Kit 1: 2.5 oz cartridge (Fill: 2 oz. sealant)
Kit 2: 6 oz cartridge (Fill: 3.5 oz. sealant)
CS3204 is a fuel resistant sealant for use on integral fuel tanks and pressurized cabins as well as other areas subject to contact with aircraft fuels, lubricants, oils, water and/or weathering.
Works well as expected.
Had a leak in an integral aluminum fuel tank that hadnt been sealed properly since built. Worked superbly.
Used sealant to repair obsolete 30 year old plastic fuel tank
I really like this product. I use it at work on aircraft, and purchased it here to use at home on my airstream trailer renovation.
Worked as advertised. Used the mixing tool in my drill and mixing was easy and fast. So far fuel tank is sealed up tight and nothing leaking. Hope it lasts for many years to come.
Addition... Mixing: I clamped a slow speed drill (pointing up)in my vise and chucked a hole saw (backwards) that had holes that (nearly) matched the plunger handle of the tube. A couple of #8 screws, and I now had a power mixer. Turn on the drill (CW) and move the tube full stroke up and down 50 times (overkill) or so. Dispensing: Like a previous reviewer, I just used a cheap $5 gun.. mine didnt even require making the plunger diameter smaller.. it fit perfectly...
Used this (B-2)for sealing the fuel sending unit into the side of a wing tank. All is well. I would probably use the faster version next time (B-1/2). Cures very flexible, not as hard as Proseal, but it is a polysulfide product (like Proseal) so we will see how long it lasts.
Although I waste more than I probably should, I never have any issues with these kits not curing properly. I bought a cheap caulking gun and ground the ram down a bit on my bench grinder so that it fits the plunger on these tubes. Presto! $5 proseal gun! (use a zip tie to make sure the tube stays anchored in the cheap big-box store caulking gun)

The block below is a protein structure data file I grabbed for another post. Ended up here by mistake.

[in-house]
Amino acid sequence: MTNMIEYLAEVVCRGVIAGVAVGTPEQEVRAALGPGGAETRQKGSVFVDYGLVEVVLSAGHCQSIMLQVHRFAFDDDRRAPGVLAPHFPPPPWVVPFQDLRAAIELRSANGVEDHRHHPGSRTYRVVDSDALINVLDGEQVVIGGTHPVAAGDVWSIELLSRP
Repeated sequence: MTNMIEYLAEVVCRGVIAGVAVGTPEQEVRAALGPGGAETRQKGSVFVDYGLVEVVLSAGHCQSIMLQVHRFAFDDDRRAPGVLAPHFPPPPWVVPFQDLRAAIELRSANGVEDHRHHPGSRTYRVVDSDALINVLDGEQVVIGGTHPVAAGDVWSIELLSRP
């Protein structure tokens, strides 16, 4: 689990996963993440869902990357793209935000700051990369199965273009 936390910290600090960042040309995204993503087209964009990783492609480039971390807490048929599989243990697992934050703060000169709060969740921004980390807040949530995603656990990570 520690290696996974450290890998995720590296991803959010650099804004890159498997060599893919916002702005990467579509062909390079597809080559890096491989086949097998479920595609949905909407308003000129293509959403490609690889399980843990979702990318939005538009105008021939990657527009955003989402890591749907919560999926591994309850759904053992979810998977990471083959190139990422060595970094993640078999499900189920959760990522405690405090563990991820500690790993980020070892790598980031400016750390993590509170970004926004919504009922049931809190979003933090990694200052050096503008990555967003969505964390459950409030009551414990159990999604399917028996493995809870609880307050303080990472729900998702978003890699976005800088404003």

This sealant works awesome. It cures to a hard rubber and really seals. After trying a different sealant and it not working, I was desperate to find something to seal up my fuel tank. This stuff fit the bill and is completely leak free.
It has a service temperature range from -65*F (-54*C) to 250*F (121*C), with intermittent excursions up to 275*F (135*C).
The tech data sheet only refers to aviation and jet fuel. It has been used in race vehicles that use many alcohol type additives without any known problems, but the supplier will not recommend it since it has not been lab tested.
The shelf life is 9 months from date of packaging.
It will be flexible when cured, but we recommend verifying with the bladder manufacturer this material can be used.
Per our product support manager: The user would have to pump and twist the ram manually by hand. The mixing tool saves a lot of time and effort.
Proseal has been used in ethanol applications, but the manufacturer has no documentation to provide to show how well, or how long, it will work.
This will adhere to a plastic tank but will eventually breakdown because of the gasoline. This is mainly used for aluminum and titanium steel. This would not be recommended per supplier for a plastic tank.
After the cartridge has been mixed, you can use a manual dispensing gun, p/n's 12-38520 or 12-38530, or an air-powered gun like 12-02923, 12-02922, 12-02921, or 12-02920. A Semco, or other common caulking gun is not designed to be used with these sealant cartridges.
It is self contained, and designed for a one time use. The two parts, A&B, are already properly measured, so the two parts are mixed in the cartridge until one uniform color and then you install the nozzle, and push rod, then just apply to the area.
This will all depend on how thick you are applying this. However there is a formula that will help, if you apply this to an area that is 1" cubed so 1" length x 1" height x 1" depth, it would use exactly 1.8047 fluid oz.